*. Futuristic satire sometimes fails because it’s too far ahead of its time. That’s the sort of feeling I had watching The 10th Victim, though less because of the themes it addresses than for an aesthetic sensibility that hadn’t arrived yet.
*. The idea itself wasn’t new in 1965. The movie’s based on a short story by the wonderfully inventive author Robert Sheckley that was published in 1953. I’ve read the story, but not the later novel he expanded it into (which came out right after this movie), or either of the two sequels. In any event, the original story introduces the basic premise: people agree to hunt each other to the death, alternating as hunters and prey chosen by lottery, as a form of televised mass entertainment that allows society to blow off some steam.
*. That sense of the Big Hunt (as it’s called) being “mankind’s safety valve,” is drawn directly from Sheckley’s story, where the hunt is run by the Emotional Catharsis Bureau and is referred to as a purge. A name that would be picked up on in our own time for a dystopic murdertopia franchise.
*. In presenting a state-sponsored death sport that’s broadcast as entertainment, The 10th Victim is often credited with being the first of many similarly themed films, from The Running Man through Battle Royale to The Hunger Games (most recently, the popularity of Squid Game. shows it’s an idea with some life in it yet).
*. Being first counts for something, and it wasn’t just the first, but preceded the mass popularity of this sort of entertainment by several decades. Which gets to the point I started off raising: that The 10th Victim was actually too far ahead of its time.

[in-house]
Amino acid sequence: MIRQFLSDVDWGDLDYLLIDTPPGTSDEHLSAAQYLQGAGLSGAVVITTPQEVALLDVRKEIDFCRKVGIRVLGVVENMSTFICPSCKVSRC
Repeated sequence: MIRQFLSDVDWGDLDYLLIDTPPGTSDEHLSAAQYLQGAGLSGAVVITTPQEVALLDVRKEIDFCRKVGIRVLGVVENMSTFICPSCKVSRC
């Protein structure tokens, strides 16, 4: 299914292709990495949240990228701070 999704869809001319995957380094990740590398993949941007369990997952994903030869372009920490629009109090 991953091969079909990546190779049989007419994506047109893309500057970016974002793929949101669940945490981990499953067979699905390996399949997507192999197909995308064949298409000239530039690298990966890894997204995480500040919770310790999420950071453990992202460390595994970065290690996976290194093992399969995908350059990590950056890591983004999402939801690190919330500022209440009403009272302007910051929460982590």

*. What I mean is that it’s too much a product of the swinging Sixties, without the edge needed to give its satire more bite. I couldn’t stop thinking how much better a job Paul Verhoeven would have made of it, set alongside violent futuristic satires like RoboCop, Total Recall, and Starship Troopers. Director Elio Petri was certainly interested in political satire with an edge, but we’re too much in Austin Powers-land here. I’m even pretty sure the bullet-firing bra Ursula Andress wears in the opening scene was the inspiration for the fembots. Zany Bond spoofs were all the rage at the time, and that’s what Petri was really plugging into.
*. Andress plays Caroline, a hunter. She’s a statuesque Nordic stunner (spawned in a Hoboken insemination clinic) who is also a bit of an “iceberg.” Sure to melt her is a Mr. Sexy named Marcello (Marcello Mastroianni). He’s Caroline’s prey, but may turn the tables on the former Honey Ryder. Even with his hair cut short and dyed blonde this is a guy who could “teach a course in Latin erotics.” Fire and ice are about to meet!
*. Unfortunately, the two leads have no chemistry and the plot is too stupid to bother with. The whole thing could have, and probably should have, been presented as more of a satire on media bloodlust, with the hitmen being pitchmen selling mint tea, but this angle remains secondary to random jokes on the decline of civilization. Things like Marcello’s mistress having a collection of classic literature that is just old comic books. Or Marcello keeping his parents hidden away in a secret room. Or the California-style cult of the sun worshippers. Or any of the fashionable pads the characters lounge around in, including the yellow yurt at the end that goes on a trip to Rome’s Temple of Venus.
*. So while sending up the media is on the menu here, it’s not given a lot of play, and Caroline and Marcello just aren’t interesting enough for us to care about. It’s all too silly, and the shootout at the end, with Marcello being chased by his wife and mistress, seems a conscious parody of 8 ½ more than social commentary. Somewhere along the way Petri appears to have lost sight of what the movie was about, and never found the proper tone for it. It’s still entertaining nearly sixty years later, but the stakes for this kind of satire have been raised.